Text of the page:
December 09, 2005
Till We Have Faces II
SPOILERS: Porlock Junior <http://porlockjr.blogspot.com/> shows up with the best comment--a comment on C.S. Lewis's Till We Have Faces that corrects my claim that Lewis makes his God deus absconditus:
Brad DeLong's Semi-Daily Journal: Till We Have Faces...: Times have perhaps not changed so much as Auros thinks. Until recently (at least) people have occasionally shown up on alt.books.cs-lewis with questions about why some religious schools were banning The Lion, the Witch & the Wardrobe. Possibly that trend has been weakening, but I don't know who's keeping good statistics. I'm much interested to see how this will play out as the movie comes out. I suspect that the "Ban the Lion" movement, which has always been marginal (Christians who don't like C. S. Lewis are a special breed, or rather several incompatible special breeds), will drag on, but with many conservative types now feeling freer to treat them with scorn.
As to faith versus reason, there's an aspect of Till We Have Faces that everyone seems to have missed, though it struck me strongly because of my deeply ingrained rationalism.
(Alert: I am writing this without any regard for spoilers.) It's true that the god is invisible, and so is his palace and all. Psyche is obviously crazy and hallucinating. Her sister, who is telling the tale (and by the way is not malicious in this version, but loves Psyche more than anyone else does), is wrong about this, we know; but who is to say that she's wrong? She is following the evidence and reason; and yet, by the nature of the story, she must be wrong in more than a casual and accidental way--tragic flaws and all that, you know.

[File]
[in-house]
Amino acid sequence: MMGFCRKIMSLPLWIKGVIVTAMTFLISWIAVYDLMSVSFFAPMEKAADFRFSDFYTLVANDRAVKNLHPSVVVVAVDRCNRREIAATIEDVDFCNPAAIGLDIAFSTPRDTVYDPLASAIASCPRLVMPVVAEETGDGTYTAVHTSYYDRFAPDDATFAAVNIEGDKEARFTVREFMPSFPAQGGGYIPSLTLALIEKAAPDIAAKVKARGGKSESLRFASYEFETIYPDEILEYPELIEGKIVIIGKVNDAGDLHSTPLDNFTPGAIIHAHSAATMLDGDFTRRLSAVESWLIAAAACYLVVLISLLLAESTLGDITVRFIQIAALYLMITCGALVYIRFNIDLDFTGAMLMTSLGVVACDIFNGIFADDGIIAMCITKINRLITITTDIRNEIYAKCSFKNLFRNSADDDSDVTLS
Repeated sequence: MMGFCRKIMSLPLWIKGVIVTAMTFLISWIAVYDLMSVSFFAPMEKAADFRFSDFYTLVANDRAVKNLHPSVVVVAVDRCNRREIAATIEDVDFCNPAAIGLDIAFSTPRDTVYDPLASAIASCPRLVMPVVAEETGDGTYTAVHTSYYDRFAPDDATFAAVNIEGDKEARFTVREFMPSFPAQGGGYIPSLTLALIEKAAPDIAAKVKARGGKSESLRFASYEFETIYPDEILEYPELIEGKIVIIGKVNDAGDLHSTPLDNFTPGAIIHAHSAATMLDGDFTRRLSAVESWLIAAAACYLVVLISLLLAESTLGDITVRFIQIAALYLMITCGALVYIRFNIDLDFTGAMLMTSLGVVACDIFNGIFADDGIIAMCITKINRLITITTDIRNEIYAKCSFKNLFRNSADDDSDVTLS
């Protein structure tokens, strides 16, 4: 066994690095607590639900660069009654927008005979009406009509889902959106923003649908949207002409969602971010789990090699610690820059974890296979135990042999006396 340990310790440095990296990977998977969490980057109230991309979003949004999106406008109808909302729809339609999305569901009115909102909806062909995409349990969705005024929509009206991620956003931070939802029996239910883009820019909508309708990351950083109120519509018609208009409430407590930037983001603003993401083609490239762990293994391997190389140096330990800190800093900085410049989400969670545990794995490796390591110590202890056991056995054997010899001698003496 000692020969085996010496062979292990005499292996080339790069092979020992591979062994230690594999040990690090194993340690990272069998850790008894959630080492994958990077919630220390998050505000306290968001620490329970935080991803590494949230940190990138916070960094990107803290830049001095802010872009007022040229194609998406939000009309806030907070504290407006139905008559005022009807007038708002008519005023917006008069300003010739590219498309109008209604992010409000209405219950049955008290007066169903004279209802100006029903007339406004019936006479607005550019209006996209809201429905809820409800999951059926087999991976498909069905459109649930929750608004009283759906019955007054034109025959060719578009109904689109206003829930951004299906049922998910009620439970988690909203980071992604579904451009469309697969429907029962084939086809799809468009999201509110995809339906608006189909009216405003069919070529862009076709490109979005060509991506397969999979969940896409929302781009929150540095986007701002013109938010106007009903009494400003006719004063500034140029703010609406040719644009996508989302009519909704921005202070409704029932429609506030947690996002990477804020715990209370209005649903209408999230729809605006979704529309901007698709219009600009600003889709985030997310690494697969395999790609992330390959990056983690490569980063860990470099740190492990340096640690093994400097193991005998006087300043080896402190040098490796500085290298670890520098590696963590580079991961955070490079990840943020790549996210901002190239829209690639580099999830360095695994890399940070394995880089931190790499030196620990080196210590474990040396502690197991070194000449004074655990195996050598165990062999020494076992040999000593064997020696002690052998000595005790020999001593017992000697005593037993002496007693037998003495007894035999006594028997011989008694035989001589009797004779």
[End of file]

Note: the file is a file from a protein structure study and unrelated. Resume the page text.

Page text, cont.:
Is she to abandon all sense without even some mystical ecstatic experience to lead her to mystical conclusions? Just follow the superstitions of the priests? (Malicious priestesses in this case, who condemned Psyche to be abadoned to the Monster because they hated her.) Sure, if you believe that Lewis wanted all reason abandoned in favor of blind faith in priests' tales. But since he plainly did not, what's up?
Well, actually, Psyche, who is living in the wild with no food, no shelter, and next to no clothing on top of a mountain, is in extraordinary good health and more beautiful than ever.(1) Her sister notices this, but, Watson-like, fails to draw any conclusion, such as, Somehing is bloody well wrong here! The evidence that her neat logical story (Psyche's madness) does not explain everything is staring her in the face; reason demands trying another hypothesis; but she never sees it. It costs her, even more than it costs Psyche.
(1) About that pro-beauty bias; take it up with the evolutionists. Even the evolutionary psychology folks aren't wrong 100% of the time, and outside of 19th-century perversions about dying romantically of consumption, there have been strong correlations between health and beauty.
Sorry that's so long. I was going to scribble something last night about this, but got lazy. Then the comments thread got me going, and I couldn't stop.
Very remarkable book, anyway. The second time I read it, I was amazed at how much good stuff Lewis had put in since my first reading, considering he'd been dead for 20-30 years.
Posted by DeLong at December 9, 2005 11:01 AM